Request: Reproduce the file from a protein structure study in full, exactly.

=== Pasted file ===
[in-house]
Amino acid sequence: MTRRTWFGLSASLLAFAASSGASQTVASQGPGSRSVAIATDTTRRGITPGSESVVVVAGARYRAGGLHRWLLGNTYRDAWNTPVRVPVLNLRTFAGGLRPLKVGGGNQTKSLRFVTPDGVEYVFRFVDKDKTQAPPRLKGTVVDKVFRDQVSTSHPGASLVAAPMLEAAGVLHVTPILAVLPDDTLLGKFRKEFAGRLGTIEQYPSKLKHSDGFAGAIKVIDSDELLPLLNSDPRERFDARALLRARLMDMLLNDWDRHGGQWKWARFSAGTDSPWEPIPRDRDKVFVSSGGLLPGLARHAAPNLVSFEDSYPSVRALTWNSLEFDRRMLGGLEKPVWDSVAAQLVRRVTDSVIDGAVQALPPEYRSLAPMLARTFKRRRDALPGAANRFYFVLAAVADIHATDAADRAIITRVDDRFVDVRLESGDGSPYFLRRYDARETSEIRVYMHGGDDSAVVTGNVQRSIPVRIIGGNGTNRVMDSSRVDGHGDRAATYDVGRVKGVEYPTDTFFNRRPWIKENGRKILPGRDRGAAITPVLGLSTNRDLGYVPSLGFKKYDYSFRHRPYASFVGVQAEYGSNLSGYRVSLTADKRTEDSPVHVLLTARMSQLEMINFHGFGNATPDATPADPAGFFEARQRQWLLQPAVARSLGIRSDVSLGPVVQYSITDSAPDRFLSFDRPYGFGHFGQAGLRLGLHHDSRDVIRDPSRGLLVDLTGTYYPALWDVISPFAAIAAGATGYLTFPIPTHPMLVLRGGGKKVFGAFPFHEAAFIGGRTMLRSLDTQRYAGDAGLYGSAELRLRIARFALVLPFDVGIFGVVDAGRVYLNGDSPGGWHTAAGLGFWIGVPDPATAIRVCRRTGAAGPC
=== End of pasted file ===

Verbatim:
[in-house]
Amino acid sequence: MTRRTWFGLSASLLAFAASSGASQTVASQGPGSRSVAIATDTTRRGITPGSESVVVVAGARYRAGGLHRWLLGNTYRDAWNTPVRVPVLNLRTFAGGLRPLKVGGGNQTKSLRFVTPDGVEYVFRFVDKDKTQAPPRLKGTVVDKVFRDQVSTSHPGASLVAAPMLEAAGVLHVTPILAVLPDDTLLGKFRKEFAGRLGTIEQYPSKLKHSDGFAGAIKVIDSDELLPLLNSDPRERFDARALLRARLMDMLLNDWDRHGGQWKWARFSAGTDSPWEPIPRDRDKVFVSSGGLLPGLARHAAPNLVSFEDSYPSVRALTWNSLEFDRRMLGGLEKPVWDSVAAQLVRRVTDSVIDGAVQALPPEYRSLAPMLARTFKRRRDALPGAANRFYFVLAAVADIHATDAADRAIITRVDDRFVDVRLESGDGSPYFLRRYDARETSEIRVYMHGGDDSAVVTGNVQRSIPVRIIGGNGTNRVMDSSRVDGHGDRAATYDVGRVKGVEYPTDTFFNRRPWIKENGRKILPGRDRGAAITPVLGLSTNRDLGYVPSLGFKKYDYSFRHRPYASFVGVQAEYGSNLSGYRVSLTADKRTEDSPVHVLLTARMSQLEMINFHGFGNATPDATPADPAGFFEARQRQWLLQPAVARSLGIRSDVSLGPVVQYSITDSAPDRFLSFDRPYGFGHFGQAGLRLGLHHDSRDVIRDPSRGLLVDLTGTYYPALWDVISPFAAIAAGATGYLTFPIPTHPMLVLRGGGKKVFGAFPFHEAAFIGGRTMLRSLDTQRYAGDAGLYGSAELRLRIARFALVLPFDVGIFGVVDAGRVYLNGDSPGGWHTAAGLGFWIGVPDPATAIRVCRRTGAAGPC